Social Media Outrage: Some Simple Logic
I’ve been a Facebook social media marketer for some fifteen years. It was simply natural; I’m an event promoter, and social media was the best place to advertise events for a whole, especially if you didn’t have a lot of budget, and you did have a lot of interesting ideas to share. I’ve followed Facebook’s evolution with fascination, partly because it was a large part of my job for a while, partly because I’m fascinated with the evolution of the web.
Let me tell you, when I heard the hashtag #SocialMediaOutrageIndustry, I thought two things:
- That is a perfect description of what’s happening.
- It sounds like a wacky conspiracy theory, even to me.
So I decided to write a very, very brief, simple explanation of how this happened. There’s no need to see a conspiracy here, no need to see this as some cabal of tech elites or sinister forces — this can be simply explained through what we know of Facebook already.
- We know that Facebook wants people to spend as much time on FB as possible, and to be as engaged as possible. This is not a secret to anyone; you can Google it if you’d like, but Facebook itself talks about this when it discusses its advertising, its reach, and how it makes money. Hell, we knew this back when it was trying to get us to play “Farmville”.
- It’s incredibly profitable for Facebook to have things go viral. This is why, despite a decade of changes to Facebook’s algorithm, viral content still rises to the top quite consistently. Viral content gets people excited about Facebook, and keeps us scrolling our feeds. This isn’t even some kind of evil plan; it’s just the recognition that billions of people love cute cats, weird facts, amazing and unusual people, places, and things.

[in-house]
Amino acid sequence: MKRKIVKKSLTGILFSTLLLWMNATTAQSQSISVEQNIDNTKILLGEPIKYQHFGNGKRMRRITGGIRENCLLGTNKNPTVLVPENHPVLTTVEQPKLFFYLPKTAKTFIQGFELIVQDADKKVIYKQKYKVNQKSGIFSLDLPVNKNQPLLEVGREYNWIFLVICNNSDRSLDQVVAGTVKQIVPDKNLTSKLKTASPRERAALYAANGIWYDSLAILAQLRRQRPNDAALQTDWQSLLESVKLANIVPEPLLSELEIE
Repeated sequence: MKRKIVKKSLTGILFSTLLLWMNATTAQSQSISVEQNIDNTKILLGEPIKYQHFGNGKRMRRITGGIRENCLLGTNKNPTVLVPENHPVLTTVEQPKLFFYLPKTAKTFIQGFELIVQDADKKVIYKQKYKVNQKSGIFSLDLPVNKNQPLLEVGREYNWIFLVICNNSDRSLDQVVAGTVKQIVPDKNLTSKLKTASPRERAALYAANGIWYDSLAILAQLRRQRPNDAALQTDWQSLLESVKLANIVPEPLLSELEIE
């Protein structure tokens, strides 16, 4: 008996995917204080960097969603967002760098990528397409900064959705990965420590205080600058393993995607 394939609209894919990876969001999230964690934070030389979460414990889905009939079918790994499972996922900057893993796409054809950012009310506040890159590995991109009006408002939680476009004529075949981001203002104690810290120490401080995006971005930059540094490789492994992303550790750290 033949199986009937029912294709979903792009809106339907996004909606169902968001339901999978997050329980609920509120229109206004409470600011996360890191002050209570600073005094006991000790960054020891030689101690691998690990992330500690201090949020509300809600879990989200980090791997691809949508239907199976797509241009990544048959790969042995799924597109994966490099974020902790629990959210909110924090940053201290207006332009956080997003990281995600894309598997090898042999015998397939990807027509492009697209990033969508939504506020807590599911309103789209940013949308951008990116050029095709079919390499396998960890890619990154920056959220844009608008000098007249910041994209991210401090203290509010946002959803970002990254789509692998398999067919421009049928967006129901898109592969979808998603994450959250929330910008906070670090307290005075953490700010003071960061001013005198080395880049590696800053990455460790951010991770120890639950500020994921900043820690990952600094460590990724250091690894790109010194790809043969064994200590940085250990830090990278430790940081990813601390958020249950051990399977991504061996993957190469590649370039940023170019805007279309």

- But one of the most profitable things that can happen on Facebook is outrage. I’m going to stress again: this doesn’t need to include anything sinister, or any weird conspiracies. It’s a visible, observable truth.
Let’s discuss that third point for just a moment more. I’m not asking you to believe anything you can’t verify through your own experiences (though if you want to google it, you can find more than a few articles like “How Facebook’s News Sells Our Fear And Outrage For Profit”.
Put very simply, Facebook is like any other business. The more people who come into its space, the more money it stands to make. The longer they’re around, the more information Facebook gains, the more chances it has to show ads, and the more it can monetize your existence.
Now picture something that causes massive social media outrage. It’s easy to do — since we see it quite literally every day. People who agree with the thing will post it like mad; their like-minded friends will pepper it with likes and loves. People who disagree will ALSO post it — and explain why they disagree. And in the middle, both sides clash. They “yell” online. They call each other names. They get personal. They sic their friends on their opponents. They make separate posts and sub-posts talking about how insane it is that so-and-so is happening.
It’s one of the most powerful ways to get peoples’ attention, get them on the platform, get them active, get them responding, get engagement, build strong emotions, make them want to come back and see what the replies are, make them monitor their notifications.
And all of this gives Facebook more chances to advertise to you. Even if we exclude other, shadier thoughts — like Facebook making money from your personal data — this is an ancient, ancient truth of advertising: the more chances you have to advertise to someone, the more money you can make selling those ads. Especially if you can promise an engaged, involved audience.
And that is exactly what you create when there’s social media outrage.
So let’s assume Facebook does NOT intentionally kick outrage higher into its algorithm — -though it could. Let’s assume Facebook doesn’t exacerbate outrage by increasing its visibility artificially (like, simply deciding to show a given article more often when people post it.) Let’s assume nothing sinister at all, just simple, basic business practices.
It’s very basic marketing principles. It’s not hidden, it’s not concealed, it’s not a conspiracy. The #SocialMediaOutrageIndustry is real because it works. And until we start rejecting the outrage, until we start talking instead of screaming, until we discuss things calmly instead of with our sense of righteousness and fury — it will keep growing, and we’ll keep getting more angry, more anxious, and more unhappy.
Where does that end up?
End outrage industry. Promote conversation. Talk.